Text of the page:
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2

This could be possible, providing you have the right dataset to train it on. The volume of a cup consist of width, height and depth. You can probably detect all three of those given the bounding box or the pixels of the cup. However detecting the dimensions of an object require a reference object, like a penny or your finger and you have to specify the ...


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Decision Tree learners, on their own, are not a good way to deal with imbalanced data. The most commonly used algorithms, by default, make no attempt to address this problem. If you look carefully at the three sources you post, you will find that they actually all agree on this point. Two of the sources actually propose methods of addressing this ...


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It is explained in this CrossValidated post. Top1 accuracy means the best guess (class with highest probability) is the correct result 58.9% of the time, while top5 accuracy means the correct result is in the top 5 best guesses (5 classes with highest probabilities) 87.7% of the time.


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You should use both classes together. Let's say you use the method you proposed. Then they will be contradicting each other as one teaches the network to recognize people, not objects and the other teaches the network to recognizes objects not person. There is no need for seperation of the two classes, unless you are making two seperate classifier. Hope I ...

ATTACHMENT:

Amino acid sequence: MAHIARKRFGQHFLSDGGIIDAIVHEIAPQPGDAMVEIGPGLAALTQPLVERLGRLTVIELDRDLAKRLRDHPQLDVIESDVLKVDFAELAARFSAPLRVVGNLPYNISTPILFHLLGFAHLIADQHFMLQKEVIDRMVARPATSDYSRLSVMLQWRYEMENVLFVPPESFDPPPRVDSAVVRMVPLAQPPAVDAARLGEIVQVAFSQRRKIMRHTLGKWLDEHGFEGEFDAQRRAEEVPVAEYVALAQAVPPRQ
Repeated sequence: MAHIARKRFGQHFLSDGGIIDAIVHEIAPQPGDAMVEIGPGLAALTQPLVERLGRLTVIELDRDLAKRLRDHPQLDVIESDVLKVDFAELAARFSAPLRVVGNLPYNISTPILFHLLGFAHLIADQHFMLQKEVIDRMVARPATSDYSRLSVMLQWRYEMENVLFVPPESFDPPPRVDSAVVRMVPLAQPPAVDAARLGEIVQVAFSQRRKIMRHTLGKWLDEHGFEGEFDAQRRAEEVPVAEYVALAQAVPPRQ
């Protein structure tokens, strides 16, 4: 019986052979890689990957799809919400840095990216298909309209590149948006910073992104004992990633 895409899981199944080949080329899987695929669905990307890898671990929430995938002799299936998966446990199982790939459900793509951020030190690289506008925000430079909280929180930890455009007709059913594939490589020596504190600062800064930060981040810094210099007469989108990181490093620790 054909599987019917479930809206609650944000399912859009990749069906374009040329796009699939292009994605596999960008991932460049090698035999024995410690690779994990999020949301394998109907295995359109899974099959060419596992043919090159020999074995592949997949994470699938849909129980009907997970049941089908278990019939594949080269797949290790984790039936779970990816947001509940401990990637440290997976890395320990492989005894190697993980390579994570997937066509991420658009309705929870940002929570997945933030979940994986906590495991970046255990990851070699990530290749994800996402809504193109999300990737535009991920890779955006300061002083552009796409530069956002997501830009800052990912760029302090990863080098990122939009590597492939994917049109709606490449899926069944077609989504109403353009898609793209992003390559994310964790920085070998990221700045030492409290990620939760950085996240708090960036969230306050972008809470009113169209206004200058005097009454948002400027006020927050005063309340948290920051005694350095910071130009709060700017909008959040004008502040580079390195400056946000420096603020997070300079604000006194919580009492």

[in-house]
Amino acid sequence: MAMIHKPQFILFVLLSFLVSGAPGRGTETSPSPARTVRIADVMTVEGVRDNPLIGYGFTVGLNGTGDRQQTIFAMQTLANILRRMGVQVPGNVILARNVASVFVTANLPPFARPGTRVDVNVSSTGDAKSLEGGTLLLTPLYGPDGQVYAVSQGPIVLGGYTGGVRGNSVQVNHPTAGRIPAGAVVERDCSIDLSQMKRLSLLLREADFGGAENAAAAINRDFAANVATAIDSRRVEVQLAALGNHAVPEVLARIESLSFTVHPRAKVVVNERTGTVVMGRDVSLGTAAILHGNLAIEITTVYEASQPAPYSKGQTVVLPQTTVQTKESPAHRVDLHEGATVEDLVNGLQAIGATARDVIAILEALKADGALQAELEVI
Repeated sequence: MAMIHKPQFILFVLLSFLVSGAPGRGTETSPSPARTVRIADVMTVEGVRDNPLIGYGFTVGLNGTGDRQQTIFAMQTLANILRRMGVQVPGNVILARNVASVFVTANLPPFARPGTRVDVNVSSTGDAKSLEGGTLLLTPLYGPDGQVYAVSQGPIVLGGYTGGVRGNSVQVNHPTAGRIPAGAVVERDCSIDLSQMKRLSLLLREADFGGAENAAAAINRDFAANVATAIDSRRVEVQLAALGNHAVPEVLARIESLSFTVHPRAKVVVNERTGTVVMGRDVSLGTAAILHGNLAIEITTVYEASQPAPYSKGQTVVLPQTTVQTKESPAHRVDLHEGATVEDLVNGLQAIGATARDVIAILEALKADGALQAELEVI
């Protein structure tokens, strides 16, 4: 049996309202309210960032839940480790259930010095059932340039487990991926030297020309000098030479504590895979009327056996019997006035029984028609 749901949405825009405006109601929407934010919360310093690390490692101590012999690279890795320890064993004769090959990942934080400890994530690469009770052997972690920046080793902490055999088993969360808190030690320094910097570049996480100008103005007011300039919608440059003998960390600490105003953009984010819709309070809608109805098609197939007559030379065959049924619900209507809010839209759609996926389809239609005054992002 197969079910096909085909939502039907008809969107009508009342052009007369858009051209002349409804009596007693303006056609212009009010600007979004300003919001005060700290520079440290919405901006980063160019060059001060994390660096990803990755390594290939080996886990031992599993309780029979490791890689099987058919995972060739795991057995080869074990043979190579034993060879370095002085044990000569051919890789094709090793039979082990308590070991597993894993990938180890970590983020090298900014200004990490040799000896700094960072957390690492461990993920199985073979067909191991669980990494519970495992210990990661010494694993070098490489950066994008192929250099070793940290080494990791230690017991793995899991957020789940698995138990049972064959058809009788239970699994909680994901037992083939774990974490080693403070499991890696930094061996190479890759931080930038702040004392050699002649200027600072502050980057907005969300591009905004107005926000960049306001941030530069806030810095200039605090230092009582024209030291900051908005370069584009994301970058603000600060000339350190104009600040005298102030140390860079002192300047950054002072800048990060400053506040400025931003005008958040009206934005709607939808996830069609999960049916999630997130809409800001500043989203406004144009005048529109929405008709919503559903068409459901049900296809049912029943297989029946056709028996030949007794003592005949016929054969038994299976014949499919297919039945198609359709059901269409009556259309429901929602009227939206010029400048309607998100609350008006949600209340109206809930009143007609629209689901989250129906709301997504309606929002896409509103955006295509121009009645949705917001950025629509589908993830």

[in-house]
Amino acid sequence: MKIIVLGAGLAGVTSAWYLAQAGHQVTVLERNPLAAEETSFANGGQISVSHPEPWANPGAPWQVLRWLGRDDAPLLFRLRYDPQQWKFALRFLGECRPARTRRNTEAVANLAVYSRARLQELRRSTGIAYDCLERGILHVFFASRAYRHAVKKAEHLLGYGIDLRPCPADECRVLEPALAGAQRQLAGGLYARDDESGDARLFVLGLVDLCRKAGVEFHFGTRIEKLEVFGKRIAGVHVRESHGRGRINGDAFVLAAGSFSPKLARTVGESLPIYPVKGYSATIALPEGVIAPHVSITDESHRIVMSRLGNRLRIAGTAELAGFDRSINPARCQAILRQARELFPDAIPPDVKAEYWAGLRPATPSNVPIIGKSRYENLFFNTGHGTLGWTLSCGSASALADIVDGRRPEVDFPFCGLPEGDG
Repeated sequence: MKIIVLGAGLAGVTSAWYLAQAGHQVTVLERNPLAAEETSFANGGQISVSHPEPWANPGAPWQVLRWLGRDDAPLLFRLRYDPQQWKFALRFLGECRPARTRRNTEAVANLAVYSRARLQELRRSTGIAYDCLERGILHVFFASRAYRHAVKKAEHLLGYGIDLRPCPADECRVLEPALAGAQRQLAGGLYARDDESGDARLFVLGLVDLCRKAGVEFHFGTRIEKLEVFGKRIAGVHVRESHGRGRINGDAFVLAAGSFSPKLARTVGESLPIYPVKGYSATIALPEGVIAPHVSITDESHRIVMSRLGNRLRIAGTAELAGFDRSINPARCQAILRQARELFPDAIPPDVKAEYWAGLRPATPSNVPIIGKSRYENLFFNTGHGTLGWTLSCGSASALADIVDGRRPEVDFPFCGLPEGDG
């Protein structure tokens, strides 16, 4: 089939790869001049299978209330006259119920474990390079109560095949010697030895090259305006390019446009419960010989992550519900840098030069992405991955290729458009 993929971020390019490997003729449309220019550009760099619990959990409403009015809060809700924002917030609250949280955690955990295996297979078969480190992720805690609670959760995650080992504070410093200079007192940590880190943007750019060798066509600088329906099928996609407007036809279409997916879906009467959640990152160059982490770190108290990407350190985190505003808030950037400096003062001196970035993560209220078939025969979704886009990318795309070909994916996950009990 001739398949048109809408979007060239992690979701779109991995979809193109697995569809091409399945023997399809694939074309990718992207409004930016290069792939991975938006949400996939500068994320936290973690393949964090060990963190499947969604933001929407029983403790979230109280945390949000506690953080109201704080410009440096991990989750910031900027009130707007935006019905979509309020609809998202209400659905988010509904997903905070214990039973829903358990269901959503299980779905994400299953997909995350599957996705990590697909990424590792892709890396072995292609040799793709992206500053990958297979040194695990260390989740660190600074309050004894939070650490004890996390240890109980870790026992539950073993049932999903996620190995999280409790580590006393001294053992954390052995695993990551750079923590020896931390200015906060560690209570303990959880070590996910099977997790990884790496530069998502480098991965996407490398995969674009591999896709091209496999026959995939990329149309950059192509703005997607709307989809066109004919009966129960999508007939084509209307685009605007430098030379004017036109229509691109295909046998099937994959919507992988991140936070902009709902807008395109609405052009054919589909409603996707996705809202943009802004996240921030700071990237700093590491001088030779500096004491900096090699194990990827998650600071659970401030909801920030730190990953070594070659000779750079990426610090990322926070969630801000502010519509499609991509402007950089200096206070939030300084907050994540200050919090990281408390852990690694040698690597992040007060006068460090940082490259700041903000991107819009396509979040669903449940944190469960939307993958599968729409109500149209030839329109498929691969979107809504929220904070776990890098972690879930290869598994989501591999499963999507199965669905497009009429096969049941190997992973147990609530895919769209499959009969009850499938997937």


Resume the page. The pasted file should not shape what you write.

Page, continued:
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You can use append function: final = df1.append(df2, ignore_index=True) To set the last column as labels, you set them as so by: labels = np.array(final["will_buy"]) So, when calling the fit method on the model you build, you set labels = labels.


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We can manipulate a model's test data set if the machine learning model takes user input and uses it to resample test data set. The actual training dataset of the ML model does not get manipulated, but if we figure out the ML model through an exploratory attack (sending a lot of inquiries to the ML model to find out its nature), we can generate a training ...


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In adverserial machine learning, someone (program or human) attempts to fool an existing model with a malicious input. The best human example would be an optical illusion. The human brain's model for image processing starts outputting wrong information when looking at an optical illusion. So in the end we see wrong colour, shape, etc. In this case, the ...


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They don't have acces to the original training or test dataset. Machine learning environments are build on the premise of a benign environment. The models are trained on real data (real inputs). When someone sends a made up input (fake input) it is very easy to fool the model. This is used for example in image recognition. Imagine a fotograph of a panda. ...


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